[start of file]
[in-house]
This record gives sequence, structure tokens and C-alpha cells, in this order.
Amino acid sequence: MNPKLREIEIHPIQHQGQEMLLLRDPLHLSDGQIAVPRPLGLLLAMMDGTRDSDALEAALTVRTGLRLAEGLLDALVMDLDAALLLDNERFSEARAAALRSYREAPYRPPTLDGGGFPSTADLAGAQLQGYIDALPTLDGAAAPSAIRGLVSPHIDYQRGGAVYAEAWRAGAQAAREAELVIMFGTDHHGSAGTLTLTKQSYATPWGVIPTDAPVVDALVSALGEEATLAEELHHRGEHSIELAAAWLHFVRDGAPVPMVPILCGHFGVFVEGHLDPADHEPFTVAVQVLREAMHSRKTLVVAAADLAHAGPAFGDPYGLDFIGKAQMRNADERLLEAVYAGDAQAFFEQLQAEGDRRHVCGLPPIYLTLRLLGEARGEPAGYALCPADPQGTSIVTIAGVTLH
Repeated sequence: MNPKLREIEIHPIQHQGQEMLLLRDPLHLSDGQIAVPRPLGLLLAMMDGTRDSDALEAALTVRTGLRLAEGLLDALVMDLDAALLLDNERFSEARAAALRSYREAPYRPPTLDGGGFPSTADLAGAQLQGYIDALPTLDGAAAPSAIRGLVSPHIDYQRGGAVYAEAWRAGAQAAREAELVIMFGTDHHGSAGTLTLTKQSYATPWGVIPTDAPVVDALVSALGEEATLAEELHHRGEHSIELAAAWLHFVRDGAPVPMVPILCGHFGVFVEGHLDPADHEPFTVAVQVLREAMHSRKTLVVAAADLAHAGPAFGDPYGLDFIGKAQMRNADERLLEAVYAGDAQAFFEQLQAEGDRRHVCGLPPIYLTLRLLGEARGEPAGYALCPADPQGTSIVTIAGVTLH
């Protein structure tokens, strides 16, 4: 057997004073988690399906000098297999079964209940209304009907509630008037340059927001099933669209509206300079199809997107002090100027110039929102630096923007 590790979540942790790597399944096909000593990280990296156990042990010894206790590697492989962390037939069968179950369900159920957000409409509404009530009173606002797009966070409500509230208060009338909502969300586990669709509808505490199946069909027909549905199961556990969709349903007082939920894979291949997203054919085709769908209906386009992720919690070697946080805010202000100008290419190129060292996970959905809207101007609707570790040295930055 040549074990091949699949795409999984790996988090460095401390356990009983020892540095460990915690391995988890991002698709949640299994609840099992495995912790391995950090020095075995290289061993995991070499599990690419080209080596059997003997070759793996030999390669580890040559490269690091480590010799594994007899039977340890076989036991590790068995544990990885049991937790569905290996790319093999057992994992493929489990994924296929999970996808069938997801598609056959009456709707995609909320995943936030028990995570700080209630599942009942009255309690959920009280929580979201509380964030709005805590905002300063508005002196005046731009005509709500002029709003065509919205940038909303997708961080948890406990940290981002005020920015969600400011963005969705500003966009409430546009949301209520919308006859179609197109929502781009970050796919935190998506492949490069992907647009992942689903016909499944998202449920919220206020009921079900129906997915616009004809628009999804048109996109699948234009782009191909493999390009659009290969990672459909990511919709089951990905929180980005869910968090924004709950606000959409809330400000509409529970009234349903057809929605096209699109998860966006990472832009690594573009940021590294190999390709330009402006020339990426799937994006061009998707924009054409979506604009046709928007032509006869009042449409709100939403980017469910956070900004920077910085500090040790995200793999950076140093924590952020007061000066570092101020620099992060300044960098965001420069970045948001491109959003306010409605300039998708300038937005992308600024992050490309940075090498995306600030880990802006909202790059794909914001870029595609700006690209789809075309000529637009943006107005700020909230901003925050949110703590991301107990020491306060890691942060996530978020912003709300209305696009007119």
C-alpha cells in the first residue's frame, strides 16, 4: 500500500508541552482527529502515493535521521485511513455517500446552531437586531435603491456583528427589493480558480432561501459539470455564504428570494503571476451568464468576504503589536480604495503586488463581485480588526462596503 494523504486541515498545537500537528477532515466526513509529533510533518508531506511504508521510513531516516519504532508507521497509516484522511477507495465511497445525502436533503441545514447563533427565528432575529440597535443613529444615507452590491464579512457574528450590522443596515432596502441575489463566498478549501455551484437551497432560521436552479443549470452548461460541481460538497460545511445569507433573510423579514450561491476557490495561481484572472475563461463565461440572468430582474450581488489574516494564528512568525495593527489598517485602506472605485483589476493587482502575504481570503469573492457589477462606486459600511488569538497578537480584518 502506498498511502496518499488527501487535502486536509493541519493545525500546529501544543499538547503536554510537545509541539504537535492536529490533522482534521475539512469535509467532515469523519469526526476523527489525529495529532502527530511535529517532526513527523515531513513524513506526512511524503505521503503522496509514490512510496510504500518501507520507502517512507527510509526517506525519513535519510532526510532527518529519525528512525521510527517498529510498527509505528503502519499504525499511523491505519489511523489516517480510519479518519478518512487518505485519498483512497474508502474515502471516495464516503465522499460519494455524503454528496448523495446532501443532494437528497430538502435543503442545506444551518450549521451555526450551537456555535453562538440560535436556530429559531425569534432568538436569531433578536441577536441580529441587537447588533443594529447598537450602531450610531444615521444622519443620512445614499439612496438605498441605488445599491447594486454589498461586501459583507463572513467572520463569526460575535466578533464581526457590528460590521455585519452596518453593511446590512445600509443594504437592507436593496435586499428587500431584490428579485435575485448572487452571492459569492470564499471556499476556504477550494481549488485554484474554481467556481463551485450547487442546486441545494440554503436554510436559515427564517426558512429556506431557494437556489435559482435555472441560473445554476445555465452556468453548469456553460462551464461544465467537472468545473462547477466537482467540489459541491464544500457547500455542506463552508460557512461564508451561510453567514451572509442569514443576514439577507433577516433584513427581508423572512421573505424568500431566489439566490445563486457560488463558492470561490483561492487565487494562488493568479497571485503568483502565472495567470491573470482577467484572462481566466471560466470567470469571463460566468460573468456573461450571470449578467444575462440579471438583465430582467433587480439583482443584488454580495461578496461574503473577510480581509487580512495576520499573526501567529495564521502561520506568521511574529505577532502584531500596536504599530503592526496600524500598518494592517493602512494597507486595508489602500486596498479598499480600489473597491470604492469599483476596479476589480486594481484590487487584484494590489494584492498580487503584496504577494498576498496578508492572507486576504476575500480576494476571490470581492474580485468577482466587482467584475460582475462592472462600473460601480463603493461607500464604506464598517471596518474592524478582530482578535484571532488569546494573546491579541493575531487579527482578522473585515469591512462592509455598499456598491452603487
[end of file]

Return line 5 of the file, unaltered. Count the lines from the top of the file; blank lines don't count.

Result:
């Protein structure tokens, strides 16, 4: 057997004073988690399906000098297999079964209940209304009907509630008037340059927001099933669209509206300079199809997107002090100027110039929102630096923007 590790979540942790790597399944096909000593990280990296156990042990010894206790590697492989962390037939069968179950369900159920957000409409509404009530009173606002797009966070409500509230208060009338909502969300586990669709509808505490199946069909027909549905199961556990969709349903007082939920894979291949997203054919085709769908209906386009992720919690070697946080805010202000100008290419190129060292996970959905809207101007609707570790040295930055 040549074990091949699949795409999984790996988090460095401390356990009983020892540095460990915690391995988890991002698709949640299994609840099992495995912790391995950090020095075995290289061993995991070499599990690419080209080596059997003997070759793996030999390669580890040559490269690091480590010799594994007899039977340890076989036991590790068995544990990885049991937790569905290996790319093999057992994992493929489990994924296929999970996808069938997801598609056959009456709707995609909320995943936030028990995570700080209630599942009942009255309690959920009280929580979201509380964030709005805590905002300063508005002196005046731009005509709500002029709003065509919205940038909303997708961080948890406990940290981002005020920015969600400011963005969705500003966009409430546009949301209520919308006859179609197109929502781009970050796919935190998506492949490069992907647009992942689903016909499944998202449920919220206020009921079900129906997915616009004809628009999804048109996109699948234009782009191909493999390009659009290969990672459909990511919709089951990905929180980005869910968090924004709950606000959409809330400000509409529970009234349903057809929605096209699109998860966006990472832009690594573009940021590294190999390709330009402006020339990426799937994006061009998707924009054409979506604009046709928007032509006869009042449409709100939403980017469910956070900004920077910085500090040790995200793999950076140093924590952020007061000066570092101020620099992060300044960098965001420069970045948001491109959003306010409605300039998708300038937005992308600024992050490309940075090498995306600030880990802006909202790059794909914001870029595609700006690209789809075309000529637009943006107005700020909230901003925050949110703590991301107990020491306060890691942060996530978020912003709300209305696009007119």